Every No. 1 Country Single of the Eighties: Don Williams, “I Believe in You”

“I Believe in You”

Don Wiliams

Written by Roger Cook and Sam Hogin

Radio & Records

#1 (3 weeks)

October 3 – October 17, 1980


#1 (2 weeks)

October 18 – October 25, 1980

The word underrated gets thrown around a lot, and perhaps it’s slightly contradictory to use it to describe one of the most successful country artists of his generation and a member of the Country Music Hall of Fame.

But I’m going to use it anyway, because Don Williams released “Good Ole Boys Like Me” and “I Believe in You” back-to-back, and they’re both in competition for the best No. 1 country hit of 1980.

Williams once said that “I Believe in You” is the closest that any song of his came to fully articulating his worldview.  What’s fascinating about that is that “I Believe in You” is somehow both vague enough and specific enough for people of wildly divergent worldviews to claim as their own.  There are lines that don’t resonate much with me, but then there’s the second verse, which I wish I could have written myself:

I don’t believe that heaven waitsFor only those who congregateI like to think of God as loveHe’s down below, he’s up above

He’s watching people everywhereHe knows who does and doesn’t careAnd I’m an ordinary manSometimes I wonder who I am 

How perfect that the second version of the chorus also includes “I believe in music,” which may be my only constant, unwavering belief.  How can you not believe in music when it’s as powerful as this?

“I Believe in You” served as the title track for Williams’ 1980 album. It went platinum and won the CMA Award for Album of the Year.  His next release from the album was “Falling Again,” which went top ten.  Williams then released his Especially For You album, which produced a top five hit with its lead single, “Miracles.”  Williams’ next two singles went to No. 1, including one from that album, but first, we’ll see him paired up with another great singer with exquisite taste in material.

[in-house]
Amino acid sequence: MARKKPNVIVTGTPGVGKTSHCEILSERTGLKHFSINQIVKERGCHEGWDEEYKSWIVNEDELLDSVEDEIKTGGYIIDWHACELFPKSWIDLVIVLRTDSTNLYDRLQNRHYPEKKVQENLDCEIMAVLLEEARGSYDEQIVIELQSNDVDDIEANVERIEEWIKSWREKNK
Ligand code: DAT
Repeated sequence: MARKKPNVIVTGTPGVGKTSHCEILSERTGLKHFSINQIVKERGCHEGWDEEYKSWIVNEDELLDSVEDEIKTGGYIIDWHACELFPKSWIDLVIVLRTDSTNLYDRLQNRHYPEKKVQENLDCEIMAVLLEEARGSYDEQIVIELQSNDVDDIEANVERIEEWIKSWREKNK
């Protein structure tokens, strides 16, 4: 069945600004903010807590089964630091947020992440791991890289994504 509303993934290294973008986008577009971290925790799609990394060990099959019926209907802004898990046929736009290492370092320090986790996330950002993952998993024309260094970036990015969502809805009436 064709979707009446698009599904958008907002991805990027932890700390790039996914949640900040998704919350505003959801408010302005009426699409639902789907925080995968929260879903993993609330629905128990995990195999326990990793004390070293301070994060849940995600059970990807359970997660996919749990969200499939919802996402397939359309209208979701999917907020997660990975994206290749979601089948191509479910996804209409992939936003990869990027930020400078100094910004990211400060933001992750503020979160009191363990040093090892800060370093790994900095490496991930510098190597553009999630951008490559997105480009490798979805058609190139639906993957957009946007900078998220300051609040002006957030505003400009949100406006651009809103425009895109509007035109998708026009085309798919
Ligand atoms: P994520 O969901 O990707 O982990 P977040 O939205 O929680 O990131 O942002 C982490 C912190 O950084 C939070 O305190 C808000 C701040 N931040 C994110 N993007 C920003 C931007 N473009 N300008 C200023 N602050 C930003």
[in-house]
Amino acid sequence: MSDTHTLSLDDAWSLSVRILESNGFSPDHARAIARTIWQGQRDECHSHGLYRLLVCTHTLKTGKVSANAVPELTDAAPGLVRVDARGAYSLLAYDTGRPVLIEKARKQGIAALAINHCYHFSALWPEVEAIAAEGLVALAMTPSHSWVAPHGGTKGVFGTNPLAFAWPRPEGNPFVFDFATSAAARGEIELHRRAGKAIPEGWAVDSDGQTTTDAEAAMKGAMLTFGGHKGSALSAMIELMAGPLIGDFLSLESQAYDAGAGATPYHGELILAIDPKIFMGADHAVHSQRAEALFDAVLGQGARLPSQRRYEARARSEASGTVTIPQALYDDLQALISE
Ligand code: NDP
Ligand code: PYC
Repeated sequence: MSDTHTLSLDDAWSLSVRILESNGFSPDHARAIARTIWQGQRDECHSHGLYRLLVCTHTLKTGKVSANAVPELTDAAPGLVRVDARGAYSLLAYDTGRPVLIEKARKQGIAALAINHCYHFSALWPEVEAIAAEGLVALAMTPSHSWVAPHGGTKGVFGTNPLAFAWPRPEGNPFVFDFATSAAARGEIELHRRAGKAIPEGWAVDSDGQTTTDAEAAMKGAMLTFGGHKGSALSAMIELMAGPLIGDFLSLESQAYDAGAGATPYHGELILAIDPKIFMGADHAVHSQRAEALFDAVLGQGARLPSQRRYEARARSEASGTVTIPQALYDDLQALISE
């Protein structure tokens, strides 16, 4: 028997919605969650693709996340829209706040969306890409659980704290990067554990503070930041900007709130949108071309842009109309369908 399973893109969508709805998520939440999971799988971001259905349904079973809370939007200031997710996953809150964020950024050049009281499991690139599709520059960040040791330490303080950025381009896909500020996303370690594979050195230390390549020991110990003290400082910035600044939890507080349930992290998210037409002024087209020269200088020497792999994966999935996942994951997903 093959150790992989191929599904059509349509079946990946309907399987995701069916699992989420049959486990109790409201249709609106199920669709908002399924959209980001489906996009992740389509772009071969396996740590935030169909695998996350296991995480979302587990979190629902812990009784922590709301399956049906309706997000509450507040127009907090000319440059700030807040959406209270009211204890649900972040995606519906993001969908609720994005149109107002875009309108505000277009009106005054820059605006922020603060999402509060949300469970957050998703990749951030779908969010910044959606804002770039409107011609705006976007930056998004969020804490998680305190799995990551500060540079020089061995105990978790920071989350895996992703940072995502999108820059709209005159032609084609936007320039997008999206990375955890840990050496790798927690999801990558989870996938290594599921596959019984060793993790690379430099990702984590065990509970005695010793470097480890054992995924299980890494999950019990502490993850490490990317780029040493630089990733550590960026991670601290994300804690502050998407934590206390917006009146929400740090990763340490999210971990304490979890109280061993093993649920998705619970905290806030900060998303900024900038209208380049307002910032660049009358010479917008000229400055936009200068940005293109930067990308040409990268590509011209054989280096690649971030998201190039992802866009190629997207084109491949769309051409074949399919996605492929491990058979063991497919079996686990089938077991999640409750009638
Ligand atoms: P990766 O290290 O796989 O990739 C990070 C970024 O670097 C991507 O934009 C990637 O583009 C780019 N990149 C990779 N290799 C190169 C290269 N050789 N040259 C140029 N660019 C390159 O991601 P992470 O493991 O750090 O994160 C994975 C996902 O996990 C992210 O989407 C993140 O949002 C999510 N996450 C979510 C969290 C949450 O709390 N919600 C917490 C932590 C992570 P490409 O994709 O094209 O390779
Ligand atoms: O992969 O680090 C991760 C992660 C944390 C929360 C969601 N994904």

“I Believe in You” gets an A.

Every No. 1 Single of the Eighties

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  1. It’s a testament to his “Gentle Giant” persona, one that he more than lived up to, that Don Williams found a large amount of success for this single on the pop side of the fence, as I believe it peaked at a highly respectable #21 on the Hot 100. In many ways, the Hot 100 was much more diverse and wide open in those days than it is now, but the success of “I Believe In You” shows how a good song is a good song and can even be a great one, regardless of genre, if done right, as it definitely was here (IMHO).

  2. As much as hearing a song like Marty Robbin’s “El Paso” opened my world to the possibility of song as full-on narrative, hearing a song like “I Believe In You” opened my world to the possibility of song as philosophy, think-piece, or worldview as Kevin describes it. The wonder of this song is its quiet insistence the listener responds, one way or the other, to William’s listing what he believes in. It is a list song with both muscle and mindfulness.

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